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Goode knows he must be flawless


His view of an NFL game while on the field is primarily backwards and upside down. His family tunes in from Arkansas to watch his typical 8-14 plays each week, then tell him all they were able to see was his backside.

Brett Goode will never complain. Such is life for a long-snapper, an unappreciated task and, perhaps, the game's most specialized skill. His performances are graded by fractions of seconds. A good punt goes from his hands to off the punter's foot in 2.05 seconds, though they aim for better. A field-goal snap should be fired back by Goode and then held firm and sent sailing toward the uprights in a total of 1.3 seconds.

A grizzled NFL special teams coach once said that when a team is without a skilled long-snapper, it's like a confidence-killing virus. It spreads from the special teams to the offense to the defense and eventually to the fans. When people in the stadium and at home see snaps flying over the kicker's head on an extra point, they think a team can't get anything right.

"We're held accountable for being perfect, and I never lose sight of that," Goode said. "It used to be that guys who long-snapped played other positions, then they wanted it to be perfect every time. Teams have chosen to make this position possible, and all eyes are on us. I don't get a lot of glory, and I don't need it, but I know I'm doing my part."

Goode joined the Packers on the eve of the 2008 opener after pouring concrete for most of the previous year for his father's construction business in Fort Smith, Ark. He had spent the majority of that summer with the Jaguars, but was released prior to training camp. Goode originally signed with Jacksonville in '07 as an undrafted rookie, but was waived in August. To stay sharp, he would snap into a net and work out on his own following framing and pouring concrete.

His chance came in Green Bay after long-snapper J.J. Jansen suffered a knee injury in the preseason finale. Goode, who got the call from the Packers while working on a driveway, arrived three days later and has been nearly flawless since.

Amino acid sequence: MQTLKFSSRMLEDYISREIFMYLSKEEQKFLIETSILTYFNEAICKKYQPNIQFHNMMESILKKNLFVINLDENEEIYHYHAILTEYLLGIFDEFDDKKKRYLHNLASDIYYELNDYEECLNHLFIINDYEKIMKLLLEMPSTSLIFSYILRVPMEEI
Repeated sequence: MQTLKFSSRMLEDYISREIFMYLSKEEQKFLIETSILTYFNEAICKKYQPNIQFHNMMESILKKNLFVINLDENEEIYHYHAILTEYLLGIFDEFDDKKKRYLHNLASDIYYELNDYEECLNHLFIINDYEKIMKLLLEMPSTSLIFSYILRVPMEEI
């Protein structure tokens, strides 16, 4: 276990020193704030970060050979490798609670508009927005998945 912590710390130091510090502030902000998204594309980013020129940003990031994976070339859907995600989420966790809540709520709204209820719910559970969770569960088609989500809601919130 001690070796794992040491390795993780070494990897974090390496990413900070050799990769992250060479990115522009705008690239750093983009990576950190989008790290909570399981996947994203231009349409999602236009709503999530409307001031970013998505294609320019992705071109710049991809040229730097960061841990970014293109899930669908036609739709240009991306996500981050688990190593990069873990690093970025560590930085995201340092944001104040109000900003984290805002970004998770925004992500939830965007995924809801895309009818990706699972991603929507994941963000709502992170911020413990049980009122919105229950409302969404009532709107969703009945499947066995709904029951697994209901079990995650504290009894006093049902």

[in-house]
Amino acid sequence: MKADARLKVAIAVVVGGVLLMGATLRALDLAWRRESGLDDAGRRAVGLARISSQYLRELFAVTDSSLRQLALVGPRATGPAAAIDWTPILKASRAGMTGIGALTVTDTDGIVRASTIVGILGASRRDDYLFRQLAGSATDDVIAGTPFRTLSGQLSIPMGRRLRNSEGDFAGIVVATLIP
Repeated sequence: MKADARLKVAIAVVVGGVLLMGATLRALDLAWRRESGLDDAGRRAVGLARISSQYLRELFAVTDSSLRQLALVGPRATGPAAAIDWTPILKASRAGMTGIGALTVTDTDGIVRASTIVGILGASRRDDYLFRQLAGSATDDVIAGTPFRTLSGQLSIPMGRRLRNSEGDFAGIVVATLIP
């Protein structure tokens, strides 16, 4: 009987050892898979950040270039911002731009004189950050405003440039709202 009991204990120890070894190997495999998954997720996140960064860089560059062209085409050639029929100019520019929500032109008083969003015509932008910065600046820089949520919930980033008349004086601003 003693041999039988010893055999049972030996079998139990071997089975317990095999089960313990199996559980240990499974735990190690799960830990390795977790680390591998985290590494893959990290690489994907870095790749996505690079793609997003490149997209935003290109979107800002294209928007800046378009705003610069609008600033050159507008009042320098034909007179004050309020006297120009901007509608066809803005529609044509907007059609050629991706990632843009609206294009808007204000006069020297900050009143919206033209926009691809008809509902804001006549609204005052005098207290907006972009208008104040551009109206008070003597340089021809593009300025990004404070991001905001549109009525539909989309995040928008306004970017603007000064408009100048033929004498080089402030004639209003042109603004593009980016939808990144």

"He's what you want a long snapper to be, and that's someone you never have to talk about," said special teams coordinator Shawn Slocum. "He's steady, he has velocity, and he's getting stronger."

Last year during the regular season, Goode had 145 snaps – 71 punts, 46 PATs and 38 field goals – and wasn't graded negatively once. Goode, who signed a two-year contract extension near the end of 2010, continues to polish his skills. Nothing is left to chance.

"He works on his technique and being more efficient, and I put a clock to it," Slocum said. "He's also gotten stronger to put more speed on the snap. On a punt, the snap should be three-fourths of a second to the punter, and the punter should have the ball away in 1.24 seconds. You hit the benchmark at 1.99 seconds. That's where we want to be."

The work put in to reach those times makes for a unique practice schedule for Goode, punter Tim Masthay and kicker Mason Crosby, and a lonely existence. While the rest of the team is working on the game plan, the threesome is drilling the same three motions: snap, hold, kick.

"Building camaraderie is the biggest thing," Goode said. "We spend so much time away from the team that we can be in our own little world. For us, practice is about focusing on our craft and trying to be perfect. We're rarely seen, we do our jobs under the radar, and that's the way we want it to be."

Goode is also pretty solid in coverage. He had five tackles in 2010, including one on Chicago's Devin Hester in the finale. Goode also has to get his head up and on a swivel quickly after firing the ball behind him to block; however, pressure or doubt has never entered the equation when he is at the line of scrimmage. He has been a long-snapper since high school. He walked on at the University of Arkansas and appeared in 49 games, snapping for punts all four seasons and for all kick placements his final three years.

"It's like shooting free throws or putting in golf – the pressure is there, but you want it to be there," Goode said. "You can't think about it. It's your job, and you've worked to make it exactly right, so you trust it. Blocking is one of the things that make it fun, because if someone comes up the middle untouched, no matter how good the snap is, the kick is going to get blocked. So that's one of the challenges."

The combination of confidence and skill at the position are rare, and it can make for a long NFL career. Teams tend to hang on to a long-snapper who is consistent. The best long-snapper in Packers' history, current Director of Player Development Rob Davis, played in 167 straight games before retiring in 2008.

"It's an opportunity I respect, and these jobs are few and far between," Goode said. "There aren't that many guys who can do it, but there are only 32 jobs. I can't run like Greg Jennings or Donald Driver, or throw the ball like Aaron (Rodgers). This is something I can do to help the team. There's an art to it."

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